One of my favorite stories in the New Testament is the story of Paul in Athens. As he walks through the city, Paul is distressed by the ubiquity of idol worship. He reasons and debates with the Jews and the Greeks, the Epicureans and the Stoics, and ultimately delivers an address to the people gathered on the Areopagus. In his speech, Paul draws the people’s attention to a phrase inscribed onto one of their many altars throughout the city: TO AN UNKNOWN GOD.
How would you worship an unknown God? You wouldn’t know where to start. You wouldn’t know what they want or how to please them. All of your worship would be guesswork. Paul uses this inscription to open the Athenians up to a conversation around the gospel, using the familiar to lay the groundwork for the unfamiliar. “So you are ignorant of the very thing you worship—and this is what I am going to proclaim to you” (Acts 17:23).
We don’t worship an unknown God. In a multitude of ways over thousands of years, the God we worship has made himself known to us. We come to know him in Scripture, in prayer, in community. To know God as he truly is, is the most beautiful thing a human being can experience. Yet it comes at a price. We don’t get to determine how we worship God. He defines that for us. He tells us who he is, who we are, and how we are to approach him. The way we speak to him, the way we sing to him, the way we relate to him are all prescribed for us in Scripture.
As a worship leader, it is my job to lead worship in a God-honoring way. Over my years of attempting to do that, I have found that there are two primary facets to doing so.
The first is a heart issue—approaching God and our work with a genuine devotion. True worship is found in the posture of our hearts toward God, the complete orientation of our being toward him. If we don’t serve out of love for God, there can be no true worship.
The second relates to the work itself—approaching God and our work with a spirit of excellence. Bringing our very best to the Lord. While these two facets of worship do not exist in opposition to one another, I find that they do live in tension with one another. To say “worship is all about my heart for God” but fail to approach God with the reverence, respect, and excellence he requires would be incomplete. But to obsess over the forms or details of worship without a genuine devotion to God would be merely ritualistic and, ultimately, joyless and lifeless.
At VOUS, we are a both/and church. Rather than trying to resolve the tension—settling for either this or that—we choose to live in it every day. When living with an ongoing tension, I find we go through seasons of emphasizing one facet or the other. In one season we may talk a lot about how we do what we do—the details of worship, the chords, arrangements, sounds, etc. In other seasons the pendulum swings and the focus shifts to why we do what we do—the heart of worship, our personal devotion, dependence on God, the power of his presence. Both the how and the why are always topics of conversation, but in different seasons we get new revelation and find new ways to talk about these things.
Lately, we’ve found ourselves talking a lot about the heart of worship and our role in it all. God’s been speaking to our team about going to a new level of devotion and intimacy.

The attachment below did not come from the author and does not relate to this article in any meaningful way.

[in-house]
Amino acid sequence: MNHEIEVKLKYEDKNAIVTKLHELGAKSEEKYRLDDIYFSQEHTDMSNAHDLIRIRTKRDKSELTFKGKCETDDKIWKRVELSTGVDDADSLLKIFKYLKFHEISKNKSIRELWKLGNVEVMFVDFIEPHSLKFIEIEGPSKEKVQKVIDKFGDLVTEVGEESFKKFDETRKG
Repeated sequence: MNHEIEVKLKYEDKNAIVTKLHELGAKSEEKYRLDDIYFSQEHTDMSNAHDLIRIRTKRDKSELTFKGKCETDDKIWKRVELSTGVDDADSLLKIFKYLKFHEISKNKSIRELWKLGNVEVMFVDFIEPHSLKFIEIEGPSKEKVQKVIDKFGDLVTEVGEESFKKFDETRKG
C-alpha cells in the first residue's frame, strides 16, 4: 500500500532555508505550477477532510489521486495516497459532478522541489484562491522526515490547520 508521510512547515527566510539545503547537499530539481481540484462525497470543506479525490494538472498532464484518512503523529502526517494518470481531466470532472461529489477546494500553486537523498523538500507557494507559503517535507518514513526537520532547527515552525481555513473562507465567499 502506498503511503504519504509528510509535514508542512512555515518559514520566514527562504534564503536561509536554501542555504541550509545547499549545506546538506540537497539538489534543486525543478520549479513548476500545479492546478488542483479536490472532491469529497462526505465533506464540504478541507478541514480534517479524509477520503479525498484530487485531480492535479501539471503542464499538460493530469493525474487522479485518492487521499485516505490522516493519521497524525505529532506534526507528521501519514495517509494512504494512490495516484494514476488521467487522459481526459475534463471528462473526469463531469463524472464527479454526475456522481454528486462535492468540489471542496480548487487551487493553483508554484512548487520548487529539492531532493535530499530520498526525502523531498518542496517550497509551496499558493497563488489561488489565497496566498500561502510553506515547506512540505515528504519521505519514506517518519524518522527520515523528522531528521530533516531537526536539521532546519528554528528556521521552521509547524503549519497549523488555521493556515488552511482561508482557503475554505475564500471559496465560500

A.W. Tozer once said: “The church that can’t worship must be entertained.”
Strong words. We have determined that we will not be that church—noise but no message, style but no substance, entertainment but no encounter. I’m not saying we’re going to abandon excellence or production value. I’m saying that for every conversation we have about excellence we are going to have a conversation about character. We are constantly going to remind ourselves and one another of what we do and do not do. What we do is minister to the Lord and lead people to do the same. What we do not do is perform, entertain, or seek to impress.
The power is not in our gift; the power is in his presence.
We are not performers; we are priests. When we gather as a church, we are going into the presence of God together. May we never deign to entertain. We will always strive for excellence, but may we never settle for a performance. When we get up on stage to lead our church, the environment may fool us into feeling like we’re just like all the other singers and instrumentalists in the world. We’re not. It is not our gifts that will distinguish us. No, the difference will always and only be the presence of God.
I’ll leave you with my new favorite passage on leading worship. I say that a bit facetiously, because it’s not really about leading worship. But I think you’ll see the connection. In Exodus 33, Moses says to the Lord…
“If your Presence does not go with us, do not send us up from here. How will anyone know that you are pleased with me and with your people unless you go with us? What else will distinguish me and your people from all the other people on the face of the earth?” Exodus 33:15-16
That’s my prayer for our worship team and for you: God, if your presence does not go with us, don’t send us. These are the words I hope our team will be whispering as they stand in the wings on any given Sunday: God, if your presence does not go with me, don’t send me. As worship leaders, we are people of excellence and people of passion. But we are not performers. We are not here to entertain people; we are here to encounter God. We are not here for a performance; we are here to go ourselves and to lead others into the presence of a living God. That, after all, is where everything changes.